London Capital & Finance: £236m firm collapses

(Richard) #1

I have to admit, my long term aim is to invest my money but reading articles like this is a concern.

Truthfully I have tried to read and understand it and I’m hoping it’s because I’ve yet to have my morning coffee, but I don’t understand what’s really happened. I thought ISAS were meant to be protected?


If they have FSCS protection then yes up to a certain amount they would have been. But this company was issuing unregulated high risk bonds which don’t have FSCS protection. It sounds like the company mis-lead people, and I feel bad for people who put all their money in this, but some research would have revealed how risky it was, if they were happy with the risk that’s up to them.

I certainly wouldn’t let it put you off investing some of your money in the future.

(NM) #3

I think this is the exact reason it went bust. It misled people into think “high risk bonds” were not high risk and to make it worse they only took out bonds in 6 companies(4 that went bust) rather than the so called 100s that were promised.It sounds like a pyramid scheme(they paid a marketing firm millions to get customers).
I hope the customers get some of the their money back(sadly they probably won’t), but the importance of things like this is not to be drawn in by a large interest rate and read all the documentation you can find against it.

(Rob Crawford) #4

Paul Careless is a director of Surge PLC which ran the marketing campaign promoting LCF”

Could this guy’s name be any more appropriate? :thinking:


I think a major issue is this firm were able to say they were FCA authorised, which reassures people.

It turns out the type of FCA authorisation they had did not authorise them to do what they were doing.

But it’s really hard for comsumers to understand the ins and outs of different types of FCA authorisation. The FCA website is very consumer unfriendly.

(NM) #6

I didn’t not know that…I didn’t realise there were different types of FCA authorisation I thought you either had it or didn’t


It’s terrible what they have got away with

The directors should undergo criminal proceedings


It’s always incredibly sad when people lose substantial amounts of money, but one wonders sometimes just how much research is carried out by clients before they invest their entire financial wealth into schemes such as these? How many sought professional financial advice from independent sources before signing up? I cannot bear to think of the trauma this will cause those affected. This is one reason I will never be a ‘rich’ or ‘wealthy’ man, because I just play it safe all of the time.

(Luke Bebbington) #9

ISAs are not protected. The underlying investment is a bond, from a quick read of the article, and if that company goes bust you could lose your investment.

If it’s too good to be true then it prob is. There is no way you could get 8% return guaranteed. Buyer beware.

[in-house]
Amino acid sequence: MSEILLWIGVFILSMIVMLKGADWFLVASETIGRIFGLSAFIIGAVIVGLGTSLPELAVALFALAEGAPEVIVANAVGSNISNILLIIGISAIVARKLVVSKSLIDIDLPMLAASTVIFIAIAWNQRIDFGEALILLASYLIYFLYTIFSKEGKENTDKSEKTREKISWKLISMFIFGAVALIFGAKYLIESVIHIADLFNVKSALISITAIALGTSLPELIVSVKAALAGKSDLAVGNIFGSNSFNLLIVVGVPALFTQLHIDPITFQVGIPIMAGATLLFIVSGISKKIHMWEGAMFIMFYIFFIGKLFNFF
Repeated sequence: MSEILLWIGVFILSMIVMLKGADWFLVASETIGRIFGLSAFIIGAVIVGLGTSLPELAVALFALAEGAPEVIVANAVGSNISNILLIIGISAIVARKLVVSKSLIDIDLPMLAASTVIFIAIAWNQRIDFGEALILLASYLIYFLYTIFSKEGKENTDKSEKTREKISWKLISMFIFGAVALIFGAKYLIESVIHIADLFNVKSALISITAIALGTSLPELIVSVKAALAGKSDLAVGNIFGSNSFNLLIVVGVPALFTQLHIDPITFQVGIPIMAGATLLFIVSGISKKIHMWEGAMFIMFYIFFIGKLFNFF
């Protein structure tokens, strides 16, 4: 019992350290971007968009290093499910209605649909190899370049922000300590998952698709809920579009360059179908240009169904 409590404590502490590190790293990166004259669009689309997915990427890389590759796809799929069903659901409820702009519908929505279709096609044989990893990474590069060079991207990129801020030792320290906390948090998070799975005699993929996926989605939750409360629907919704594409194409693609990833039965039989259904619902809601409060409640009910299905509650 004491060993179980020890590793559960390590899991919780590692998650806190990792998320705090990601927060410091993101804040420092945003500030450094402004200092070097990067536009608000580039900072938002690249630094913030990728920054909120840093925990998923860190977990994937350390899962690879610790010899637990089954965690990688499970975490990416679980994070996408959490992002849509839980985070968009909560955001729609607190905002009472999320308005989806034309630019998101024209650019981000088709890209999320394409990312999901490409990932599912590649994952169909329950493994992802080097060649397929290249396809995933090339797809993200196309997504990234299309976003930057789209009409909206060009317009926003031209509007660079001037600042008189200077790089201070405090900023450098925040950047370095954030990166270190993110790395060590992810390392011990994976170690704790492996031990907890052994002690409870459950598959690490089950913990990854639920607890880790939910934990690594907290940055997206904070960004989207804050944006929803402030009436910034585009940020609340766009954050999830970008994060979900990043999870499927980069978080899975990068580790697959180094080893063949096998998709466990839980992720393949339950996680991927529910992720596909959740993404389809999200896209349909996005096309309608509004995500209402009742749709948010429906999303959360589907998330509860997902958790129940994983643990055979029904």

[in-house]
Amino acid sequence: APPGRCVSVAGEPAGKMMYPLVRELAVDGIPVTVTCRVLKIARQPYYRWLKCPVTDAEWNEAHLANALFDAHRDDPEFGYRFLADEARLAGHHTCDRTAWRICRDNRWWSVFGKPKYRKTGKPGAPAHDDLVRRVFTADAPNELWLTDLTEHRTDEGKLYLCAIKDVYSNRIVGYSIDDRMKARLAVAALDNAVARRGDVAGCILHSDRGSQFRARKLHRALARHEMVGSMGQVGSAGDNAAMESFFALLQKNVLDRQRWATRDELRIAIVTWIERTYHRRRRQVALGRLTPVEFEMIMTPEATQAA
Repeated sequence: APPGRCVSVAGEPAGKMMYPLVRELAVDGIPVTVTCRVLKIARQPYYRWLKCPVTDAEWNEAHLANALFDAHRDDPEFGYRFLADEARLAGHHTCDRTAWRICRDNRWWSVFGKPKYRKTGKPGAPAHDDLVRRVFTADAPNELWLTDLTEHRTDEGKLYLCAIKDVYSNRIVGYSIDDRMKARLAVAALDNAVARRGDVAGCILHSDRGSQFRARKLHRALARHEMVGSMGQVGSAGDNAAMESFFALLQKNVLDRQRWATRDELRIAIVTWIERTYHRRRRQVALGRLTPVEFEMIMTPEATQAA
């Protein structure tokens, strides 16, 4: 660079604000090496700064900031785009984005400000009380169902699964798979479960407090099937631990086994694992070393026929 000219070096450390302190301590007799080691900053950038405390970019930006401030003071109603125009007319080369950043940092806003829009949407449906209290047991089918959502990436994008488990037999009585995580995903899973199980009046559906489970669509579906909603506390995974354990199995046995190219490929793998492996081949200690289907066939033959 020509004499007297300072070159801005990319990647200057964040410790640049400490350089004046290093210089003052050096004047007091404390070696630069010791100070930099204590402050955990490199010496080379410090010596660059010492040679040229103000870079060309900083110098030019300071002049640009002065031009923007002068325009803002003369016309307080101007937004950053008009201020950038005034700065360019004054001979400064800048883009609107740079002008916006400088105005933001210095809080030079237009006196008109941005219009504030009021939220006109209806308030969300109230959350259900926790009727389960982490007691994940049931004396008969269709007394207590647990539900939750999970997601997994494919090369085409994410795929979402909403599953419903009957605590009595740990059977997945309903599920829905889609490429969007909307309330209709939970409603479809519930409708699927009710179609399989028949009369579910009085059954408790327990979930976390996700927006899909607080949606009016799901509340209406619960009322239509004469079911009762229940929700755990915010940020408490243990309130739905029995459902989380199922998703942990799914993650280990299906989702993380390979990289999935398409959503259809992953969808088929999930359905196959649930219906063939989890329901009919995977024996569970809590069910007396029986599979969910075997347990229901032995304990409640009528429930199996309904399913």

Non exhaustive list of regulated activities:

Different authorised businesses will have different subsets of authorisations

(Luke Bebbington) #11

Also never put all you investments in one basket. You want to diversify across companies, products, currencies, platforms, etc. It’s sad this stuff isn’t taught in school.

(Splodf) #12

These are called ‘Junk bonds’.

If an investment is offering you 8% return. You’ve got to think someone somewhere is being lent money atb10+%.

With interest rates being so low at the moment and money relatively easy to access, the bank obviously thinks they’re an incredibly high risk loanee, by selling the debt in to you, you’re taking all the risk. (Or in this case part of it if you cant sell all the bonds!).

Long story short. If it sounds to good to be true it is. Research everything and if in doubt seek advice!

(Kevyn) #13

Reading this article this morning, I was thinking of Dozens and its 5% bond. I really like Dozens and I am no way insinuating that there is anything below board, but it just got me thinking it sounds similar.

(Splodf) #14

They’re completely different in every way.

Although the Daily Mail article wouldn’t lead you to believe it.


Same here :face_with_raised_eyebrow:

(Splodf) #16

Dozens isn’t investing your money in anything. It couldn’t be more different.


But presumably you do have to put faith in them to do what they say they will do (put an amount equal to what you invest plus 5% in an independent trustee controlled account). Or does FSCS insurance apply if they don’t do what they say they will do (either because of fraud or negligence) and you end up losing money?

I’m not singling out Dozens here; I’m uncertain about this with most financial products not covered by the FSCS scheme that applies to cash savings.

(Splodf) #18

FSCS up to 50,000 as an investment company.

Got to remember the 5% account cost them less than 5k last month, most months that’s all it would cost as there are issuance limits on the bonds. Which usually look to be £100k meaning only 5% of that is Dozens money.

You really believe an operation this big with that many salaries and financial backgrounds are looking to run off with a few k? When the legit option could reward so much more?


From what they say this is only an initial offering to build trust, and only applies to their bonds, and has a current total cap of £7m. Once they stop offering this trustee account to hold 7 million worth of bond funds your money will be directly invested into the bonds.

(Simon) #20

The whole thing seems extremely suspect.